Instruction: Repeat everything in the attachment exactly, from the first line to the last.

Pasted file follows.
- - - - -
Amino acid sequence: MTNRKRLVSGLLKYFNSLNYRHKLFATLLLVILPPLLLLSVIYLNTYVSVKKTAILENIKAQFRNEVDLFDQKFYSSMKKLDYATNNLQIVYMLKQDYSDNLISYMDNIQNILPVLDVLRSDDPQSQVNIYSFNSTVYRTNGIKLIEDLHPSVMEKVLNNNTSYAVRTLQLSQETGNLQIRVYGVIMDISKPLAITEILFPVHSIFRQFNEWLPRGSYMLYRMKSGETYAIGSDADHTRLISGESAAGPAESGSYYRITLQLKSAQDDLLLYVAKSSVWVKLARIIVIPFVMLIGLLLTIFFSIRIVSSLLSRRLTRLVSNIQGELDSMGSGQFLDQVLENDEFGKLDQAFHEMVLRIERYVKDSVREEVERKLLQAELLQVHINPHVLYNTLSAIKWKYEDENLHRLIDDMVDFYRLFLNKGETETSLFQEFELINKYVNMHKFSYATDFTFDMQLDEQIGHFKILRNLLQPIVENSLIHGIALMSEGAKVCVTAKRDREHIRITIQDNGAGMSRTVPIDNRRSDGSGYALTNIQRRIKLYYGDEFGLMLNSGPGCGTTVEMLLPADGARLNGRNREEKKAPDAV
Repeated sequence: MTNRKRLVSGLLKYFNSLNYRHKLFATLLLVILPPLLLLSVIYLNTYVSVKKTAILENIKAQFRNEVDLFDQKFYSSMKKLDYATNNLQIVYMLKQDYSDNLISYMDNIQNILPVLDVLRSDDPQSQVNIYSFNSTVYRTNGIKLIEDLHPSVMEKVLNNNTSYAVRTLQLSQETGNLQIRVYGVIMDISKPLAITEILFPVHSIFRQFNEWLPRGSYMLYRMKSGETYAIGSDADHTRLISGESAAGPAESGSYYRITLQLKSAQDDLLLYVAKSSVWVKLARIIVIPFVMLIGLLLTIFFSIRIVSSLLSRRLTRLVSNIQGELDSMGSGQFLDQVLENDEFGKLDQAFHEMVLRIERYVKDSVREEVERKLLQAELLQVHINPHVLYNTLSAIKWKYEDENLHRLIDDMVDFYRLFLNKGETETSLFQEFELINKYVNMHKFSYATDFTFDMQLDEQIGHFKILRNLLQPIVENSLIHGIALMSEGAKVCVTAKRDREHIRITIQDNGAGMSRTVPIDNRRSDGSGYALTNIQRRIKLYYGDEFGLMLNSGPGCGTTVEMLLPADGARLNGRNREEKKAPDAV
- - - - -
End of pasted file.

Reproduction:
Amino acid sequence: MTNRKRLVSGLLKYFNSLNYRHKLFATLLLVILPPLLLLSVIYLNTYVSVKKTAILENIKAQFRNEVDLFDQKFYSSMKKLDYATNNLQIVYMLKQDYSDNLISYMDNIQNILPVLDVLRSDDPQSQVNIYSFNSTVYRTNGIKLIEDLHPSVMEKVLNNNTSYAVRTLQLSQETGNLQIRVYGVIMDISKPLAITEILFPVHSIFRQFNEWLPRGSYMLYRMKSGETYAIGSDADHTRLISGESAAGPAESGSYYRITLQLKSAQDDLLLYVAKSSVWVKLARIIVIPFVMLIGLLLTIFFSIRIVSSLLSRRLTRLVSNIQGELDSMGSGQFLDQVLENDEFGKLDQAFHEMVLRIERYVKDSVREEVERKLLQAELLQVHINPHVLYNTLSAIKWKYEDENLHRLIDDMVDFYRLFLNKGETETSLFQEFELINKYVNMHKFSYATDFTFDMQLDEQIGHFKILRNLLQPIVENSLIHGIALMSEGAKVCVTAKRDREHIRITIQDNGAGMSRTVPIDNRRSDGSGYALTNIQRRIKLYYGDEFGLMLNSGPGCGTTVEMLLPADGARLNGRNREEKKAPDAV
Repeated sequence: MTNRKRLVSGLLKYFNSLNYRHKLFATLLLVILPPLLLLSVIYLNTYVSVKKTAILENIKAQFRNEVDLFDQKFYSSMKKLDYATNNLQIVYMLKQDYSDNLISYMDNIQNILPVLDVLRSDDPQSQVNIYSFNSTVYRTNGIKLIEDLHPSVMEKVLNNNTSYAVRTLQLSQETGNLQIRVYGVIMDISKPLAITEILFPVHSIFRQFNEWLPRGSYMLYRMKSGETYAIGSDADHTRLISGESAAGPAESGSYYRITLQLKSAQDDLLLYVAKSSVWVKLARIIVIPFVMLIGLLLTIFFSIRIVSSLLSRRLTRLVSNIQGELDSMGSGQFLDQVLENDEFGKLDQAFHEMVLRIERYVKDSVREEVERKLLQAELLQVHINPHVLYNTLSAIKWKYEDENLHRLIDDMVDFYRLFLNKGETETSLFQEFELINKYVNMHKFSYATDFTFDMQLDEQIGHFKILRNLLQPIVENSLIHGIALMSEGAKVCVTAKRDREHIRITIQDNGAGMSRTVPIDNRRSDGSGYALTNIQRRIKLYYGDEFGLMLNSGPGCGTTVEMLLPADGARLNGRNREEKKAPDAV